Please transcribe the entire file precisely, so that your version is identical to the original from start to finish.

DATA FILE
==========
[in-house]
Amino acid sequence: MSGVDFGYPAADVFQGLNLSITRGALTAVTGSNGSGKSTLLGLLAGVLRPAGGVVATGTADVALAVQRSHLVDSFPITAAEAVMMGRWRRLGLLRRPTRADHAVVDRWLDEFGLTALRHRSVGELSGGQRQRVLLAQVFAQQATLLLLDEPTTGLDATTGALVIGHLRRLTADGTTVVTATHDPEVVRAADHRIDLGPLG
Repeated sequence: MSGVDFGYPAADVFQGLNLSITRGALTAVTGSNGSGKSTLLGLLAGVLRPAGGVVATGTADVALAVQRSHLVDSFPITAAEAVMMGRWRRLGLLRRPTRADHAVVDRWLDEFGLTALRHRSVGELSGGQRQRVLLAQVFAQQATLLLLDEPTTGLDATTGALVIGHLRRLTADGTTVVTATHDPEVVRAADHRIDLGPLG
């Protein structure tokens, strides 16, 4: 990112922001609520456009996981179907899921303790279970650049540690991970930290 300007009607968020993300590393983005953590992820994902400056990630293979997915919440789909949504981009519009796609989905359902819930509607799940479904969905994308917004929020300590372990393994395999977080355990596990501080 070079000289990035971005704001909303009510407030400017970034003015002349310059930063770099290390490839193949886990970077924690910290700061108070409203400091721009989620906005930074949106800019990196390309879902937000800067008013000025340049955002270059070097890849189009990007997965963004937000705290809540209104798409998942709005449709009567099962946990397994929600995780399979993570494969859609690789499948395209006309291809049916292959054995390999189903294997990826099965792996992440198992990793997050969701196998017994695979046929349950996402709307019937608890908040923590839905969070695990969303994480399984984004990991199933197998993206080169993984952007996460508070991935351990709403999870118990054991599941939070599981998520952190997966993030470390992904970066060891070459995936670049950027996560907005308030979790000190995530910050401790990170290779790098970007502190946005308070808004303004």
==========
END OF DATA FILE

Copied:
[in-house]
Amino acid sequence: MSGVDFGYPAADVFQGLNLSITRGALTAVTGSNGSGKSTLLGLLAGVLRPAGGVVATGTADVALAVQRSHLVDSFPITAAEAVMMGRWRRLGLLRRPTRADHAVVDRWLDEFGLTALRHRSVGELSGGQRQRVLLAQVFAQQATLLLLDEPTTGLDATTGALVIGHLRRLTADGTTVVTATHDPEVVRAADHRIDLGPLG
Repeated sequence: MSGVDFGYPAADVFQGLNLSITRGALTAVTGSNGSGKSTLLGLLAGVLRPAGGVVATGTADVALAVQRSHLVDSFPITAAEAVMMGRWRRLGLLRRPTRADHAVVDRWLDEFGLTALRHRSVGELSGGQRQRVLLAQVFAQQATLLLLDEPTTGLDATTGALVIGHLRRLTADGTTVVTATHDPEVVRAADHRIDLGPLG
């Protein structure tokens, strides 16, 4: 990112922001609520456009996981179907899921303790279970650049540690991970930290 300007009607968020993300590393983005953590992820994902400056990630293979997915919440789909949504981009519009796609989905359902819930509607799940479904969905994308917004929020300590372990393994395999977080355990596990501080 070079000289990035971005704001909303009510407030400017970034003015002349310059930063770099290390490839193949886990970077924690910290700061108070409203400091721009989620906005930074949106800019990196390309879902937000800067008013000025340049955002270059070097890849189009990007997965963004937000705290809540209104798409998942709005449709009567099962946990397994929600995780399979993570494969859609690789499948395209006309291809049916292959054995390999189903294997990826099965792996992440198992990793997050969701196998017994695979046929349950996402709307019937608890908040923590839905969070695990969303994480399984984004990991199933197998993206080169993984952007996460508070991935351990709403999870118990054991599941939070599981998520952190997966993030470390992904970066060891070459995936670049950027996560907005308030979790000190995530910050401790990170290779790098970007502190946005308070808004303004």